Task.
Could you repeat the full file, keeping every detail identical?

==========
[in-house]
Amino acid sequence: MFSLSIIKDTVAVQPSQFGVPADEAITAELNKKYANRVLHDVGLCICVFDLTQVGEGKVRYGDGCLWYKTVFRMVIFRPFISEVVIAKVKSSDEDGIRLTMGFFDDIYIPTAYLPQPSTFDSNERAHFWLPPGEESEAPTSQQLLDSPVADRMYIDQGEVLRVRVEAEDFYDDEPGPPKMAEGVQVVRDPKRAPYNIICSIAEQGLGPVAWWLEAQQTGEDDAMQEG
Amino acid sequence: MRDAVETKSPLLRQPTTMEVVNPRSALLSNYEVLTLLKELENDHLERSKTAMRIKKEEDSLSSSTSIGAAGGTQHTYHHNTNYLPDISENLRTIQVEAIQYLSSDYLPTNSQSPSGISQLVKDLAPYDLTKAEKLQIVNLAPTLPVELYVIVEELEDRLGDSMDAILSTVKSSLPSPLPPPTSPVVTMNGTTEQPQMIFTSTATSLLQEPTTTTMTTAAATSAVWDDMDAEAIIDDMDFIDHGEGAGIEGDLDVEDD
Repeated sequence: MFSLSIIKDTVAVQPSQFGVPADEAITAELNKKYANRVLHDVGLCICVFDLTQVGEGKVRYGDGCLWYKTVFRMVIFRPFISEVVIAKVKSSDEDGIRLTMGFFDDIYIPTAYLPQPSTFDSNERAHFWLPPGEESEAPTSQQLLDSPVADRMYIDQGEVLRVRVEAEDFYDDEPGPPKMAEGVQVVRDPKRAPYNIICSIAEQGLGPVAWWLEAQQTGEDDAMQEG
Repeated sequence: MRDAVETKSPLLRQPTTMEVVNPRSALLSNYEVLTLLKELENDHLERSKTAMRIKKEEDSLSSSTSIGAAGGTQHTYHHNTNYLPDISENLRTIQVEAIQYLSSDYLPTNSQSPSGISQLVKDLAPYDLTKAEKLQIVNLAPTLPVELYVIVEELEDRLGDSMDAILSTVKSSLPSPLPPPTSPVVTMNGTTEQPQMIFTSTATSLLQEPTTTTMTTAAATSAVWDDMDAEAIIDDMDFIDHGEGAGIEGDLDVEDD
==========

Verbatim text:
[in-house]
Amino acid sequence: MFSLSIIKDTVAVQPSQFGVPADEAITAELNKKYANRVLHDVGLCICVFDLTQVGEGKVRYGDGCLWYKTVFRMVIFRPFISEVVIAKVKSSDEDGIRLTMGFFDDIYIPTAYLPQPSTFDSNERAHFWLPPGEESEAPTSQQLLDSPVADRMYIDQGEVLRVRVEAEDFYDDEPGPPKMAEGVQVVRDPKRAPYNIICSIAEQGLGPVAWWLEAQQTGEDDAMQEG
Amino acid sequence: MRDAVETKSPLLRQPTTMEVVNPRSALLSNYEVLTLLKELENDHLERSKTAMRIKKEEDSLSSSTSIGAAGGTQHTYHHNTNYLPDISENLRTIQVEAIQYLSSDYLPTNSQSPSGISQLVKDLAPYDLTKAEKLQIVNLAPTLPVELYVIVEELEDRLGDSMDAILSTVKSSLPSPLPPPTSPVVTMNGTTEQPQMIFTSTATSLLQEPTTTTMTTAAATSAVWDDMDAEAIIDDMDFIDHGEGAGIEGDLDVEDD
Repeated sequence: MFSLSIIKDTVAVQPSQFGVPADEAITAELNKKYANRVLHDVGLCICVFDLTQVGEGKVRYGDGCLWYKTVFRMVIFRPFISEVVIAKVKSSDEDGIRLTMGFFDDIYIPTAYLPQPSTFDSNERAHFWLPPGEESEAPTSQQLLDSPVADRMYIDQGEVLRVRVEAEDFYDDEPGPPKMAEGVQVVRDPKRAPYNIICSIAEQGLGPVAWWLEAQQTGEDDAMQEG
Repeated sequence: MRDAVETKSPLLRQPTTMEVVNPRSALLSNYEVLTLLKELENDHLERSKTAMRIKKEEDSLSSSTSIGAAGGTQHTYHHNTNYLPDISENLRTIQVEAIQYLSSDYLPTNSQSPSGISQLVKDLAPYDLTKAEKLQIVNLAPTLPVELYVIVEELEDRLGDSMDAILSTVKSSLPSPLPPPTSPVVTMNGTTEQPQMIFTSTATSLLQEPTTTTMTTAAATSAVWDDMDAEAIIDDMDFIDHGEGAGIEGDLDVEDD